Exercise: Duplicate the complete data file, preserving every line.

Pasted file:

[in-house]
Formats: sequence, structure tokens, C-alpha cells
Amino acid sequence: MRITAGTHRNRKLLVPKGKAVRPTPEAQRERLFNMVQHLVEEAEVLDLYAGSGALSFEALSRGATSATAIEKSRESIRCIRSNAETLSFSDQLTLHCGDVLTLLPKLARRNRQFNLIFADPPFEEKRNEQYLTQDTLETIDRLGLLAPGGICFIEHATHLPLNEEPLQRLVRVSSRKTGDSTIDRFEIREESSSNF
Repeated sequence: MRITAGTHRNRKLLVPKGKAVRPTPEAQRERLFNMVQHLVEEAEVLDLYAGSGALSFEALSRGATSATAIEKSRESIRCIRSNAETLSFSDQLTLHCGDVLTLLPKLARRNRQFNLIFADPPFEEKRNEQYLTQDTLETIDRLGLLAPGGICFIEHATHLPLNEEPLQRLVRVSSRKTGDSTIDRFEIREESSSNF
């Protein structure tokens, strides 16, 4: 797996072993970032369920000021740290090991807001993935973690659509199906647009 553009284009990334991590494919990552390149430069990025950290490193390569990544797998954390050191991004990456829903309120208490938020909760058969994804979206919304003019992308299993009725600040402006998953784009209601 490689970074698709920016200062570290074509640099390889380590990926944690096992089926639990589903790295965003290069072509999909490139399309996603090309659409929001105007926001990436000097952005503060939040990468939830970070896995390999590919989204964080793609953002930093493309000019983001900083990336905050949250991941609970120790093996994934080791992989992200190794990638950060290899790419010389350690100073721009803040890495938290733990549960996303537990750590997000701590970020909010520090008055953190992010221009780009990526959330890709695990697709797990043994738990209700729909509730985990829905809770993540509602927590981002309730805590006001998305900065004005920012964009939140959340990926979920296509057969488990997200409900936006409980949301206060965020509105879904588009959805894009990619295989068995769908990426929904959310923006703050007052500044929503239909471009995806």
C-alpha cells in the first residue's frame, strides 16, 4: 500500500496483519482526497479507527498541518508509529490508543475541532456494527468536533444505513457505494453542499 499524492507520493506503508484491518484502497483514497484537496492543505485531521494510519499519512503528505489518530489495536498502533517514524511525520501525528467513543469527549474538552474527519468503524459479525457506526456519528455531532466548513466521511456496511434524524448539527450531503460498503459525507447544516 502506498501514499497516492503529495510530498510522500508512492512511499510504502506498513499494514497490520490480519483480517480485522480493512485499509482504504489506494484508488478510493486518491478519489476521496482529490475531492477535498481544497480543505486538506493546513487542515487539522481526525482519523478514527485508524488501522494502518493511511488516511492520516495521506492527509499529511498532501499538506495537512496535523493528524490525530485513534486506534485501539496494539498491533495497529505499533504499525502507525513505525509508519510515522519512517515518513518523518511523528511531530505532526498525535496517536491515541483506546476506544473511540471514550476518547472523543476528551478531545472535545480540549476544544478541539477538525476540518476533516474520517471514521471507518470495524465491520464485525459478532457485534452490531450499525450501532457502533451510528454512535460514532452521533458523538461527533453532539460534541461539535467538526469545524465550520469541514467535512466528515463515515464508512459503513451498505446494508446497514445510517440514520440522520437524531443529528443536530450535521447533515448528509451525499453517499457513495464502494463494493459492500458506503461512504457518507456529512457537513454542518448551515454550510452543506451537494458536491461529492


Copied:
[in-house]
Formats: sequence, structure tokens, C-alpha cells
Amino acid sequence: MRITAGTHRNRKLLVPKGKAVRPTPEAQRERLFNMVQHLVEEAEVLDLYAGSGALSFEALSRGATSATAIEKSRESIRCIRSNAETLSFSDQLTLHCGDVLTLLPKLARRNRQFNLIFADPPFEEKRNEQYLTQDTLETIDRLGLLAPGGICFIEHATHLPLNEEPLQRLVRVSSRKTGDSTIDRFEIREESSSNF
Repeated sequence: MRITAGTHRNRKLLVPKGKAVRPTPEAQRERLFNMVQHLVEEAEVLDLYAGSGALSFEALSRGATSATAIEKSRESIRCIRSNAETLSFSDQLTLHCGDVLTLLPKLARRNRQFNLIFADPPFEEKRNEQYLTQDTLETIDRLGLLAPGGICFIEHATHLPLNEEPLQRLVRVSSRKTGDSTIDRFEIREESSSNF
């Protein structure tokens, strides 16, 4: 797996072993970032369920000021740290090991807001993935973690659509199906647009 553009284009990334991590494919990552390149430069990025950290490193390569990544797998954390050191991004990456829903309120208490938020909760058969994804979206919304003019992308299993009725600040402006998953784009209601 490689970074698709920016200062570290074509640099390889380590990926944690096992089926639990589903790295965003290069072509999909490139399309996603090309659409929001105007926001990436000097952005503060939040990468939830970070896995390999590919989204964080793609953002930093493309000019983001900083990336905050949250991941609970120790093996994934080791992989992200190794990638950060290899790419010389350690100073721009803040890495938290733990549960996303537990750590997000701590970020909010520090008055953190992010221009780009990526959330890709695990697709797990043994738990209700729909509730985990829905809770993540509602927590981002309730805590006001998305900065004005920012964009939140959340990926979920296509057969488990997200409900936006409980949301206060965020509105879904588009959805894009990619295989068995769908990426929904959310923006703050007052500044929503239909471009995806």
C-alpha cells in the first residue's frame, strides 16, 4: 500500500496483519482526497479507527498541518508509529490508543475541532456494527468536533444505513457505494453542499 499524492507520493506503508484491518484502497483514497484537496492543505485531521494510519499519512503528505489518530489495536498502533517514524511525520501525528467513543469527549474538552474527519468503524459479525457506526456519528455531532466548513466521511456496511434524524448539527450531503460498503459525507447544516 502506498501514499497516492503529495510530498510522500508512492512511499510504502506498513499494514497490520490480519483480517480485522480493512485499509482504504489506494484508488478510493486518491478519489476521496482529490475531492477535498481544497480543505486538506493546513487542515487539522481526525482519523478514527485508524488501522494502518493511511488516511492520516495521506492527509499529511498532501499538506495537512496535523493528524490525530485513534486506534485501539496494539498491533495497529505499533504499525502507525513505525509508519510515522519512517515518513518523518511523528511531530505532526498525535496517536491515541483506546476506544473511540471514550476518547472523543476528551478531545472535545480540549476544544478541539477538525476540518476533516474520517471514521471507518470495524465491520464485525459478532457485534452490531450499525450501532457502533451510528454512535460514532452521533458523538461527533453532539460534541461539535467538526469545524465550520469541514467535512466528515463515515464508512459503513451498505446494508446497514445510517440514520440522520437524531443529528443536530450535521447533515448528509451525499453517499457513495464502494463494493459492500458506503461512504457518507456529512457537513454542518448551515454550510452543506451537494458536491461529492